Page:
Countdown to Smugglivus – John Marco

Day 10 – (16 days to Smugglivus and Counting)

Who: John Marco, writer of Epic Fantasy novels. So far he has published 2 trilogies: Tyrants and Kings and the Lukien Trilogy. You can check the author’s website here

Recent Work: to be published in May 2009 his new novel Starfinder: Book One of the Skylords.

Ladies and gentlemen, John Marco and an article on why books are great:


Hello, everyone! I am delighted to be here to celebrate books and reading with other lovers of the written word. When Ana and Thea first invited me to participate in Smugglivus, I wasn’t sure what I should talk about. I considered a list of favorite books or an excerpt from one of my own, but rather than talk about myself I wanted to discuss something communal—something that we who love books can all appreciate. And then it hit me.

We live in a time when books are under siege. Electronic media seems to have supplanted the simple love of reading almost everywhere. In our homes, we have televisions in every room. And in our long train commutes we can fire up our iPods to watch those shows we somehow missed in our 40+ hours of TV viewing last week. So maybe it’s time to remind ourselves why books are great. Sure, I love television and movies, but there are things that books still do better than electrons. Here are just a few to keep in mind.

Books have no commercials. Believe it or not, this is the first thing that came to me. Sure, some paperbacks have advertisements at the end for other books, but no ones screaming at you to buy toilet paper or try a new phone service. Everywhere I go I’m bombarded by commercials. I look down in a parking lot and I see ads written in the yellow lines where I’m supposed to park. And what are they advertising? The new season of Desperate Housewives. (True story.)

Books are quiet. Remember quiet? Tie this one in with the commercials and you’ll see that we live in an echo chamber of talk radio, 24 hr cable news, iPods, iPhones, bleeping/zapping video games and computers that say “you’ve got mail.” Thanks to satellite radio, we can hear the same incessant voice from coast to coast. Isn’t it nice just to be alone for awhile, lost in a book? Sometimes the only voice I want to hear is my own, silently in my own mind.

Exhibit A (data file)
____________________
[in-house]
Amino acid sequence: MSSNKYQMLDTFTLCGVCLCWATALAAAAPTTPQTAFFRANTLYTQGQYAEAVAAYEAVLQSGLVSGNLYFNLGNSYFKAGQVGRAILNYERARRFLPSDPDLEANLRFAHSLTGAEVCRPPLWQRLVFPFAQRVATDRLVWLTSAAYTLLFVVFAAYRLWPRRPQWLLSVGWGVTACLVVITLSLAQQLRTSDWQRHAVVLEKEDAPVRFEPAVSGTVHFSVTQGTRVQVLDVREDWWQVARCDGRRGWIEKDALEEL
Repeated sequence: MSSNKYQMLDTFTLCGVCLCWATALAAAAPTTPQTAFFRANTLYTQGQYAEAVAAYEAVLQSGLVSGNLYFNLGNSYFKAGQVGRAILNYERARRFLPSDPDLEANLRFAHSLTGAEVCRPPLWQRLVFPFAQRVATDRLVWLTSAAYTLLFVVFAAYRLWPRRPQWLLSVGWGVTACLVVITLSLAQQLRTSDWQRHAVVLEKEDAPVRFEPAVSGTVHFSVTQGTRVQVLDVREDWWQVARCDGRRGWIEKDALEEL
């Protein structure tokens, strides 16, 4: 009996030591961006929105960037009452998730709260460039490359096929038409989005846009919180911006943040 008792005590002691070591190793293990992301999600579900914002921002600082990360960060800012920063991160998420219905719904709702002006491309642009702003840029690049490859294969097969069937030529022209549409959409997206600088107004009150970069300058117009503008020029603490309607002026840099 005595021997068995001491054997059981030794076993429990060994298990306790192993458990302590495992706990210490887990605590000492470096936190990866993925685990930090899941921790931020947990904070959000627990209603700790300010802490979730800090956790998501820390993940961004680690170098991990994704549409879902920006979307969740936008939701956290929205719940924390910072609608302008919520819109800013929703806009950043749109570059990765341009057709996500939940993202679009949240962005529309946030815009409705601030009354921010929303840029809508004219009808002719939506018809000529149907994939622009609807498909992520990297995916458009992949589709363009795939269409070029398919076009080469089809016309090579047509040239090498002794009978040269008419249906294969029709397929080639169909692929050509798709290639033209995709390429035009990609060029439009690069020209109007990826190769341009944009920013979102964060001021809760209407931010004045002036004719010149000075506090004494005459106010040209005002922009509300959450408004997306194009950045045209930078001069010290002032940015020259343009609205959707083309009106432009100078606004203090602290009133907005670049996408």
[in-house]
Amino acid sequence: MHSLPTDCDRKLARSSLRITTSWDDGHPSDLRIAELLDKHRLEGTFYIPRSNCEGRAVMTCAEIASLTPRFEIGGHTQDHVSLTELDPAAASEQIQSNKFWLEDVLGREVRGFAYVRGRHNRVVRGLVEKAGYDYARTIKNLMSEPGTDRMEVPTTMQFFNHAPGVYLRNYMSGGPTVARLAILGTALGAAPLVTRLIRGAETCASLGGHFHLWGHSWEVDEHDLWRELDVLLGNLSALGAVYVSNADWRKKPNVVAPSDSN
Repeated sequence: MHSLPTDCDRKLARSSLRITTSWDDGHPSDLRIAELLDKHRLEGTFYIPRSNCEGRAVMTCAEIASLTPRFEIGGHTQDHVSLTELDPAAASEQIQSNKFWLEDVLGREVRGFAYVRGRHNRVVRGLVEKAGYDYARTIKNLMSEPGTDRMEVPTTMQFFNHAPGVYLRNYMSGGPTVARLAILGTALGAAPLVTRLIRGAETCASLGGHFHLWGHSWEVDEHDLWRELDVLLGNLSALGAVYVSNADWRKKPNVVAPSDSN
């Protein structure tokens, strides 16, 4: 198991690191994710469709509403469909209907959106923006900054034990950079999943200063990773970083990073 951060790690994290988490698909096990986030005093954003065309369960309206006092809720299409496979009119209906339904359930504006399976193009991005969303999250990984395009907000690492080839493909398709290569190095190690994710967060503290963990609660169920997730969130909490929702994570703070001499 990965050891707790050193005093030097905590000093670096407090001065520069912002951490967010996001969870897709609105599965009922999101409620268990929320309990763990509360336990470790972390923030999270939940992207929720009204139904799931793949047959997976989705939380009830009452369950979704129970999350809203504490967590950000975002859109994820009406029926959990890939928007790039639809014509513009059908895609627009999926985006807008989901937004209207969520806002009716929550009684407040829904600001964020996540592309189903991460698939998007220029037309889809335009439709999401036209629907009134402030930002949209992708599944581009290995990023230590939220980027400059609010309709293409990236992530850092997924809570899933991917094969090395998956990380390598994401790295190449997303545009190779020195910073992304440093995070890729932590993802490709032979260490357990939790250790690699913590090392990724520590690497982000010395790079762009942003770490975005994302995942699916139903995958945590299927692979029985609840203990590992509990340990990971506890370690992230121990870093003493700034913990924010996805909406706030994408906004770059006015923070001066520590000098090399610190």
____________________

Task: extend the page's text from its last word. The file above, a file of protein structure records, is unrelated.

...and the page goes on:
Books pump up your imagination. The mind doesn’t just have a voice, of course. It also has an eye. How did you picture that character you loved so much, the one that looked so different when they made the book into a movie? Maybe you were disappointed when Tom Cruise played Lestat. Book authors use words to conjure images and feelings in the minds of readers, but the other part of that equation is up to you. You can give their characters and worlds the traits you want, even if the author never intended them.

Books are a bargain. It costs ten bucks at least to see a film these days. For two hours of enjoyment (or none at all if the movie stinks). Books can be had for pennies online or at used book stores, and if they’re anything like the books I write they’ll definitely take you longer than two hours to read! Sure, TV is free, but most of what’s on isn’t worth your time anyway. And think about this—Books aren’t just less money than movies, but they cost less calories too. I don’t know anyone who reads a book with a bucket of popcorn and a box of butterfingers.

There are, of course, lots of reasons to read. I’m sure you can come up with your own. Reading books improves your vocabulary, and some say it staves off Alzheimer’s. Maybe it does or doesn’t, but let me leave you with one more thought, something I heard a writer say many years ago—Books are a covenant. Inherently, they are a promise to the reader that something special is inside. Both sides participate in this covenant, because reading takes times. It’s not the passive, so-called “activity” of TV watching. Books demand a commitment from the reader. And for that commitment, they are richer.

Happy Smugglivus, friends.

Next on Smugglivus: Mike Stone

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  • Aaron E M
    December 10, 2008 at 7:45 am